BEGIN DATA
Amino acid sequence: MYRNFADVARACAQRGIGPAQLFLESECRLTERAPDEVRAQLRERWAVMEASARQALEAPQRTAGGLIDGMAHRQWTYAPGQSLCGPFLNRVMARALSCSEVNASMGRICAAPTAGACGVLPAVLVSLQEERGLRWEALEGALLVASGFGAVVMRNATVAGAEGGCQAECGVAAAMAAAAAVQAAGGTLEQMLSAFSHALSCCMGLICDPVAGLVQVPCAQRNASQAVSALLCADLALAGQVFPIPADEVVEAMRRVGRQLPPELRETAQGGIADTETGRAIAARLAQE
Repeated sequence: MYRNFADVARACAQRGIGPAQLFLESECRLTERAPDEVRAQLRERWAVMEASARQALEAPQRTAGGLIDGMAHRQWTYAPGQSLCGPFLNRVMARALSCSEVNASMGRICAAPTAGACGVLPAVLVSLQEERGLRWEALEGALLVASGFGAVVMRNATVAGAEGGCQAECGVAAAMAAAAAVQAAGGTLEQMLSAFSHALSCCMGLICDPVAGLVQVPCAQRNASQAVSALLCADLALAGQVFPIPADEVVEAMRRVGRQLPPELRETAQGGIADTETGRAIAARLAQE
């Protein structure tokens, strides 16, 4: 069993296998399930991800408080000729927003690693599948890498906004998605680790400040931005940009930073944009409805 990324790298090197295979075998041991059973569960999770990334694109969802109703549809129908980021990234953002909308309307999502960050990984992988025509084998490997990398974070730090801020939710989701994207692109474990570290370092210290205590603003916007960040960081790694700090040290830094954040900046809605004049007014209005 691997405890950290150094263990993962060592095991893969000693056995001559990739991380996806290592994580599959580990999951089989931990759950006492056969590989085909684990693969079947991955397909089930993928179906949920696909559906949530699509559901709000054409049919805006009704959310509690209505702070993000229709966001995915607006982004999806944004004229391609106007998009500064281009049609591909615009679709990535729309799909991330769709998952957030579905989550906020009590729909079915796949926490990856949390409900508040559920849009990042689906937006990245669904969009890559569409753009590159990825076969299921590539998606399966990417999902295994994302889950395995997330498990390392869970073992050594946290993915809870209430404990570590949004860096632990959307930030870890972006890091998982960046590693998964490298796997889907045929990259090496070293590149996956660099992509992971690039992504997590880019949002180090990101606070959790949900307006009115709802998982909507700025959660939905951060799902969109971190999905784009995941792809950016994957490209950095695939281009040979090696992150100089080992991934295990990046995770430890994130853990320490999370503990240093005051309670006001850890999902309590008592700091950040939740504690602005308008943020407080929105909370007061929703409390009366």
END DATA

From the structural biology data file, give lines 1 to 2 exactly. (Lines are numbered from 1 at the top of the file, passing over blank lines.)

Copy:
Amino acid sequence: MYRNFADVARACAQRGIGPAQLFLESECRLTERAPDEVRAQLRERWAVMEASARQALEAPQRTAGGLIDGMAHRQWTYAPGQSLCGPFLNRVMARALSCSEVNASMGRICAAPTAGACGVLPAVLVSLQEERGLRWEALEGALLVASGFGAVVMRNATVAGAEGGCQAECGVAAAMAAAAAVQAAGGTLEQMLSAFSHALSCCMGLICDPVAGLVQVPCAQRNASQAVSALLCADLALAGQVFPIPADEVVEAMRRVGRQLPPELRETAQGGIADTETGRAIAARLAQE
Repeated sequence: MYRNFADVARACAQRGIGPAQLFLESECRLTERAPDEVRAQLRERWAVMEASARQALEAPQRTAGGLIDGMAHRQWTYAPGQSLCGPFLNRVMARALSCSEVNASMGRICAAPTAGACGVLPAVLVSLQEERGLRWEALEGALLVASGFGAVVMRNATVAGAEGGCQAECGVAAAMAAAAAVQAAGGTLEQMLSAFSHALSCCMGLICDPVAGLVQVPCAQRNASQAVSALLCADLALAGQVFPIPADEVVEAMRRVGRQLPPELRETAQGGIADTETGRAIAARLAQE